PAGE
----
I gave my first keynote presentation when I was eighteen. Since then, I’ve come up against dang near every minor and moderate issue a presenter might encounter.
As writers, panels, conferences, readings, classes and workshops are likely to come our way. I’m not going to speak here about choosing your topic or material, or outlining and establishing a talk or class (but will later, if folks are interested!). Instead, we’re going to chat about… problems.
No matter how fantastic the story you’ll be reading or how perfect the PowerPoint you’ve created, the difference between a great presentation—for you and your audience—and a bad presentation doesn’t lie in whether you encounter problems. It depends on how well you face the challenge, crisis, or OH SHIT moment.
We could drill through a score of subcategories and specifics. But we’re going to touch on the three areas most speaking challenges fall under: Technology Is Fickle, Who the Hell Is In Charge, and I Misjudged My Audience.
- Technology Is Fickle
Don’t skip this one, thinking your talks are “too small” to involve AV equipment. Electricity falls under “technology,” and the power grid doesn’t care if you have twenty-seven people ready to learn self-defense in a windowless hotel conference room when a lacking-judgement squirrel loses its life to a transformer up the road.
Yep, it happened. Continue reading Speaking of Authors Speaking…
I will choose and understand my life priorities before I entertain, let alone commit to, “measureable” goals. For example, “My son and I will have conversation today” is a much higher priority than “I will write 1000 words every day.” What I produce will not be deemed of greater value and importance than who I am and the connections I want to preserve with family and friends.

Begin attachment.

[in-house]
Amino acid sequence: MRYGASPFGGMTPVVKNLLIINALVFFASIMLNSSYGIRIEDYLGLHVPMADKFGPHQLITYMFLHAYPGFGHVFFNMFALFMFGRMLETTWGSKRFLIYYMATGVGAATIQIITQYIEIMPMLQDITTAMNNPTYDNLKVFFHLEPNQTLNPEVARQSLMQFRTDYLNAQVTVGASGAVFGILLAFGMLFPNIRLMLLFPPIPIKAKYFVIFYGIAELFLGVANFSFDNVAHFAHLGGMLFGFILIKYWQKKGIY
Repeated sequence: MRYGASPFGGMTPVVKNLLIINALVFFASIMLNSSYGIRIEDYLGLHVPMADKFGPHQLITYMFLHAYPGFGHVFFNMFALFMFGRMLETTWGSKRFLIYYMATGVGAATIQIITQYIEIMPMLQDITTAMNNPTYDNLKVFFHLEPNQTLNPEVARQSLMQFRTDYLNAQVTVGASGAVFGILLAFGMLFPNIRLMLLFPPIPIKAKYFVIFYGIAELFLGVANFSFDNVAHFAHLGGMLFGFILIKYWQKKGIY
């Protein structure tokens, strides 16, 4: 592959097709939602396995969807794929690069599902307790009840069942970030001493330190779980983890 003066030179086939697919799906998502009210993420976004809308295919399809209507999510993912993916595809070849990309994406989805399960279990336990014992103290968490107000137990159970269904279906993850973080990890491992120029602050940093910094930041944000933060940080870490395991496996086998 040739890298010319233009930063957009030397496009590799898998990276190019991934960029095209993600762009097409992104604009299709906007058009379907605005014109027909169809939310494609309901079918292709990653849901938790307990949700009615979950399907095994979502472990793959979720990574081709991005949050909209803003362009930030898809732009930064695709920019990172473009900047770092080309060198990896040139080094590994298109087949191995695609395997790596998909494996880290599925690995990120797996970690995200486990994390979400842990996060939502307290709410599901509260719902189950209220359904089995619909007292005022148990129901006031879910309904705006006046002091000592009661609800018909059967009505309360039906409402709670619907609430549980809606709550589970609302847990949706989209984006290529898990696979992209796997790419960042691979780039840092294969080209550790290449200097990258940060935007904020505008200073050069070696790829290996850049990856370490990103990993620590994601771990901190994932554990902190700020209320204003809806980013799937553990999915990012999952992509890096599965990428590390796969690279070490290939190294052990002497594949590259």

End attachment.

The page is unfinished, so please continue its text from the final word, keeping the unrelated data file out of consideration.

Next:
I will give more weight to my mental and physical health, and the needs of the actual human beings in my life, than I do to word counts, bookings, and schedules. Certainly there are those who will assume I’m speaking from a place of privilege, as someone who must be able to set aside Real Life Responsibilities for some squishy emotional goal. Nope. The past almost-ten years haven’t been a stroll down the primrose path, darlings, and frankly, the journey was made more emotionally difficult by production-focused people at the edges of my life who looked down on my decision to invest time in my son and family rather than a monetary venture. I wasted time feeling bad about their snubs. I won’t do that again.
If a fill-in-the-blank guru tells me I must perform X tasks in order to reach Y goal, or I’m not really ever going to get Y goal, I will merely assume the guru is telling the truth and move on. It’s very, very easy to get caught up in the Secret of Success Rhetoric. The industry is just as savvy as the diet industry when it comes to guilting people into handing over the lives (and money) in order to prove themselves Not A Loser. Many gurus thrive on enforcing methods that in reality force a person to neglect health, friendships, family, and life experiences for the sake of meeting goals, and will insinuate you’re a lazy, unworthy person if you’re not willing to make those sacrifices. There is no success I could achieve that would be worth such neglect. I will not be shamed into acting otherwise.
I will more loudly rejoice when I do well. I will share my successes rather than humbly swallow them. Screw that Tall Poppy madness. I invite everyone else to do the same.
And above all, I wish everyone a 2016 that has more laughter than fear, more moments worth remembering than days worth forgetting, more tears shared in the company of others than wept alone, more encouragement in times of doubt than doubt in times of difficulty, and more time with people you love than longings for those beyond reach.